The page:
Iv-a Game Definition
Consider a player (Internet user) having degree in a sum-of-investments game or a best-shot game. Each player chooses a security investment amount from the set as its strategy, where is as defined in Section III-C. Let be the probability density over induced by the beliefs held by player over the degrees of its neighbors, combined with the strategies played via , the vector of strategies of other users in the network. Let
where is the expected utility/payoff of player with degree and investment when other players choose strategy . The Bayesian Nash equilibrium of the game is a strategy vector that maximizes the expected utility of each player in the network . In regard to individual user expected payoff functions, we now define the concepts of degree complementarity and degree substitutability that will be of importance in the analysis of the monotonicity of game equilibria.
For a given player , we say that its expected utility function exhibits degree complementarity if
where , , and is non-decreasing. Similarly for a given player , we say that its expected utility function exhibits degree substitutability if
where , , and is non-increasing. We have the following lemma and ensuring the conditions under which the expected utility of a player exhibits degree complementarity.
Lemma 1. Given the conditions that (1) , for each player , (2) the ’s for each player exhibit strategic complements666 is said to exhibit strategic complements  if for all , and implies . Analogously, is said to exhibit strategic substitutes  if for all , and implies ., and (3) the family of conditional distributions C is positively associated, then ’s for each player exhibits degree complements.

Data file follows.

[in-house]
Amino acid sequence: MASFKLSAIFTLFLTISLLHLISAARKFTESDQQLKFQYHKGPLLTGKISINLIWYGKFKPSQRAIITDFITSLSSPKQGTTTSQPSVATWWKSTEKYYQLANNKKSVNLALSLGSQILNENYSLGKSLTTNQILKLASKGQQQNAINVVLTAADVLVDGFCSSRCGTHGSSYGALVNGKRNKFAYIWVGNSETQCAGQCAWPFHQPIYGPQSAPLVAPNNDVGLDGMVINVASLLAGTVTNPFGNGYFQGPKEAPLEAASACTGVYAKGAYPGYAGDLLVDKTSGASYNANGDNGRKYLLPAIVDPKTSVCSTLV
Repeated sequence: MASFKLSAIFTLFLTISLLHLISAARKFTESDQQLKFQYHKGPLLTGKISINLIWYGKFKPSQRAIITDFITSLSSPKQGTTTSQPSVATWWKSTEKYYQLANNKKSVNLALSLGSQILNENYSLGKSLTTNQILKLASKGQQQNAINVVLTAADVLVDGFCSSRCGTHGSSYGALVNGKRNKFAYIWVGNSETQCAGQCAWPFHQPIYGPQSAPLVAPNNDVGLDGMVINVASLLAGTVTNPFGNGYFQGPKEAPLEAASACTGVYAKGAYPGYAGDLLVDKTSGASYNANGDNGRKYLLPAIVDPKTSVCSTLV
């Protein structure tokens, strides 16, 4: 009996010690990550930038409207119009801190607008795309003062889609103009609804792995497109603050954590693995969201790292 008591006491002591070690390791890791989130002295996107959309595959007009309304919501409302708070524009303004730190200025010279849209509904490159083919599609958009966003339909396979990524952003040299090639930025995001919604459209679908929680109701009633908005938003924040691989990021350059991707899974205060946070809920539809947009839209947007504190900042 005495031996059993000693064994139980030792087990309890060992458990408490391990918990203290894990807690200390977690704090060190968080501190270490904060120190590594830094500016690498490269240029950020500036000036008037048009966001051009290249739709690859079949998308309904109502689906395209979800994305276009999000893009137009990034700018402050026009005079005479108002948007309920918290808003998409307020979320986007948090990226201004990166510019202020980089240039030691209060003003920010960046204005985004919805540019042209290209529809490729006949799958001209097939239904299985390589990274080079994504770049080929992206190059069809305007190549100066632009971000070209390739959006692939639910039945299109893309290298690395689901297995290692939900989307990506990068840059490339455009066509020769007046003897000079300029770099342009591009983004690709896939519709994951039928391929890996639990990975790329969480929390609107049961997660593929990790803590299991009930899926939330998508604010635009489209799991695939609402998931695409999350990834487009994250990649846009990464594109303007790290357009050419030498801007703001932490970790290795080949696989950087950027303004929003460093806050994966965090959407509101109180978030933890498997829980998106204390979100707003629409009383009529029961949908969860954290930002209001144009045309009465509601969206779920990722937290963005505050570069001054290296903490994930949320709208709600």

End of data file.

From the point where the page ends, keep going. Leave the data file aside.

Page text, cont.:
We omit the proof due to lack of space. We emphasize here that the proof structure also establishes that given (1) , for each player , (2) the ’s for each player exhibit strategic substitutes, and (3) the family of conditional distributions C is negatively associated, ’s for each player exhibits degree substitutes.
Iv-B Game Equilibria Results
In this section we state the results related to equilibria of our proposed Bayesian game. Given a symmetric environment; i.e., players participate in a symmetric Bayesian game of security investments, we prefer to analyze symmetric equilibria777A symmetric equilibrium is one where each player in the game plays the same strategy., as asymmetric behavior seems relatively unintuitive, and difficult to explain in a one-shot interaction . We omit the proofs of the results due to lack of space.
Lemma 2. There exists a symmetric equilibrium in our proposed security investment game. If the expected utility function of users exhibit degree complementarity, the equilibrium is non-decreasing, whereas for user utility functions exhibiting degree substitutes, the equilibrium is non-increasing.